Monday, May 7, 2012

The Promotion Bit

There is no such thing as bad publicity. The maxim that brings a measure of hope to a celebrity caught on a bad moment can also be proved truthful to other media. A ban from the Vatican, for example, almost instantly guarantees an indecent amount of exposure. Think, for instance Madonna’s song Like a Prayer, Dan Brown’s book The DaVinci Code or Mel Gibson’s movie The Passion of the Christ.

Of course, mere mortals can’t expect an infamous lawsuit or a death sentence to spike sales. The idea of investing copious amounts of time to promote one’s work can raise the hair on the back of every author’s neck. Time that we all think would be better spent writing. I know, I’ve been there, done that, got the t-shirt. The new generation of authors cannot depend on the publisher’s efforts; we have to do our own. If you’re Indie, then the responsibility is greater.

In this day and age, even if we hate to use online social media, facebook  and twitter accounts are a must. I was really reticent to twitter, and did not open an account until late last year. Who can blame me? Charlie Sheen’s account crossed the million followers within hours of being open. The real people don’t have that luck, but still we must try.

Securing reviews is another part. We will not please everybody, but the quality of the work must show even if the reviewer dislikes the theme or genre.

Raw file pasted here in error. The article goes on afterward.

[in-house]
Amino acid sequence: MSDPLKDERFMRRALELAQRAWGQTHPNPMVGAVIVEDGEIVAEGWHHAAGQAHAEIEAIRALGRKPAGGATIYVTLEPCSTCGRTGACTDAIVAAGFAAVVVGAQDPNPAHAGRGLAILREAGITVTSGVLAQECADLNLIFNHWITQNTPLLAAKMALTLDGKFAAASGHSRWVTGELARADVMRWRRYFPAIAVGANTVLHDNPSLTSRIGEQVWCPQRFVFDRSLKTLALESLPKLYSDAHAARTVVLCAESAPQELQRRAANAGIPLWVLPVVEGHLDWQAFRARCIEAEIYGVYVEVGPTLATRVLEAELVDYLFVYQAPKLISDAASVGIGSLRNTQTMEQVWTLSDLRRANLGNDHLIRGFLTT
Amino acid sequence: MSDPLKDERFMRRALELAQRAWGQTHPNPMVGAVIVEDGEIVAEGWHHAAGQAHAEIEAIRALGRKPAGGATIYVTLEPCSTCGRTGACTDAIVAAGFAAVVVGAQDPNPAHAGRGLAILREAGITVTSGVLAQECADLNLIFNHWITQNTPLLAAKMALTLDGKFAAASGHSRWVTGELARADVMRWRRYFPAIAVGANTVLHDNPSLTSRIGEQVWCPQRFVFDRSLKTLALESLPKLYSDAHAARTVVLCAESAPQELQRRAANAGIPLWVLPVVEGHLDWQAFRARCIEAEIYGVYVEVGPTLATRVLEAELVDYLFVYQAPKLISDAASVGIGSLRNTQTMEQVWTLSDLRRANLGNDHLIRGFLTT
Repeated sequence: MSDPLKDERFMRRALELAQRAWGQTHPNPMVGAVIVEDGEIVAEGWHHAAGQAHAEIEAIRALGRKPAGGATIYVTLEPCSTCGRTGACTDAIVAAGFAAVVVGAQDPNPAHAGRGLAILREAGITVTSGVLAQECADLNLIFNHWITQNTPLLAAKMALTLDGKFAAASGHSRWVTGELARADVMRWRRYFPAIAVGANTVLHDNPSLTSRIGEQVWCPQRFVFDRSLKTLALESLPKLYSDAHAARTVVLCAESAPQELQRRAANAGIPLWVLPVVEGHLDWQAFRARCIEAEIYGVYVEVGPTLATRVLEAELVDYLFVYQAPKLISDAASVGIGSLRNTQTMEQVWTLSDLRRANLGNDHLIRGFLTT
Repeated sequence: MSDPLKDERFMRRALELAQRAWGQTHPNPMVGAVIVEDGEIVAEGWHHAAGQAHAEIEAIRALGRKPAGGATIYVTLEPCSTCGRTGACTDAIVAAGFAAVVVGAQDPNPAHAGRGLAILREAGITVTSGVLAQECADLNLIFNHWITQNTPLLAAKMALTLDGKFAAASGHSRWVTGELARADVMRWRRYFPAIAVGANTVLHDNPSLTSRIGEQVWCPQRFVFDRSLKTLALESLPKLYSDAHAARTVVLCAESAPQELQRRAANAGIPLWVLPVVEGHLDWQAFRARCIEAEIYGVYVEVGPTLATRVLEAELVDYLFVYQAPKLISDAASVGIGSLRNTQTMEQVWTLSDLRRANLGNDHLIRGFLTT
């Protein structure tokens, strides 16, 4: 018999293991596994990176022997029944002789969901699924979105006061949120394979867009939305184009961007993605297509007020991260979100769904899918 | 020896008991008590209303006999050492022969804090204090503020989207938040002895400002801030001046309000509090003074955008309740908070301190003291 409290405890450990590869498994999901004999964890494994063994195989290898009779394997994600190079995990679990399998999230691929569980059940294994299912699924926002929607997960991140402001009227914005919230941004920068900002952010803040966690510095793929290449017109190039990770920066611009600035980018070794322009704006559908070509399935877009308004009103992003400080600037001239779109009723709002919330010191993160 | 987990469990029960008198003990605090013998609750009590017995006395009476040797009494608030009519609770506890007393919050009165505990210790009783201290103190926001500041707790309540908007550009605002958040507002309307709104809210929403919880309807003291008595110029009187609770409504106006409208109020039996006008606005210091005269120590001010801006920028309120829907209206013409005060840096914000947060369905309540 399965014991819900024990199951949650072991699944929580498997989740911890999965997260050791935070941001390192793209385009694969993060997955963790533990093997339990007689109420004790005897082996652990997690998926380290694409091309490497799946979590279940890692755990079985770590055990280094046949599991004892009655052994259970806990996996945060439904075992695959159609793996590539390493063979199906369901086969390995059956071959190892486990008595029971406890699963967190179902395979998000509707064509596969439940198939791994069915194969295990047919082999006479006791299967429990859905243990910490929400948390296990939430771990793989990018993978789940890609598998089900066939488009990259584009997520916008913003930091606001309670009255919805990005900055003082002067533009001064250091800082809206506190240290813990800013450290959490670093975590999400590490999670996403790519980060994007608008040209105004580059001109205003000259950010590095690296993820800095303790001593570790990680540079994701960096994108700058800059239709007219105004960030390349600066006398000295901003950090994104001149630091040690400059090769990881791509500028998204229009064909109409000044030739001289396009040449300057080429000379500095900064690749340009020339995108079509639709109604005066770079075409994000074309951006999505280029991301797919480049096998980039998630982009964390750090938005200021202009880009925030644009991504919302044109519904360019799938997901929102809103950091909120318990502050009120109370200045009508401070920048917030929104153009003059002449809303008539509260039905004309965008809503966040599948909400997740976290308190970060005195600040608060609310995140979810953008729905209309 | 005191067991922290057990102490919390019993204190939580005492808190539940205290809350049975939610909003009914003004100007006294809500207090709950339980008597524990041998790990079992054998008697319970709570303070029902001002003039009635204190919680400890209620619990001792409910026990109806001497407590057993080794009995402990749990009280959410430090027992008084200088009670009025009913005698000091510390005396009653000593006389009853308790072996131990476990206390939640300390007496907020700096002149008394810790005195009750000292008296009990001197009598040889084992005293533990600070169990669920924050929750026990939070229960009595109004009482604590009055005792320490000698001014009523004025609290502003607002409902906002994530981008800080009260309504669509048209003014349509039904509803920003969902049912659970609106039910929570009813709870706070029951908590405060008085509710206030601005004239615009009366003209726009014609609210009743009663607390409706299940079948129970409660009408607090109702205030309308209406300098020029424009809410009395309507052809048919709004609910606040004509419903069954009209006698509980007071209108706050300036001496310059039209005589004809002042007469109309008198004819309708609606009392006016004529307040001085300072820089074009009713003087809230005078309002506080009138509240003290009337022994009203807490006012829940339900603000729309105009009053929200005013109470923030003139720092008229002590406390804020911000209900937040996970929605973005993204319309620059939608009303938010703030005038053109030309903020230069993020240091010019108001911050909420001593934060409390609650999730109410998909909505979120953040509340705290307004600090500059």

One thing with guest blogs: If you’ve read my name for the first time on this post; then it means cross blogging works. If you are already a fan, friends, or otherwise familiar with me, then thank you for your continuing support.

Live chats are great to meet new people. Be careful with your interactions, though. Sometimes being yourself gets you in trouble. The first time I participated in one, I said something that offended not one, but many of the authors present. It wasn’t intentional, or aimed to hurt, but the damage was done. Lesson learned.

Promotion is the key to gain a readership, so don’t consider it a torture. Think of it more like an investment of your time and efforts. One last thing: don’t be discouraged if the initial results turn out to be less than stellar. Sometimes it takes several tries to hit the mark.

J. H. Bográn, born and raised in Honduras, is the son of a journalist. He ironically prefers to write fiction rather than fact. José’s genre of choice is thrillers, but he likes to throw in a twist of romance into the mix. His works include novels and short stories in both English and Spanish. He’s a member of the International Thriller Writers where he also serves as the Thriller Roundtable Coordinator.

Website at:

Twitter: @JHBogran


  1. Thank you for the chance to express myself a bit about the promotion skills we authors must develop.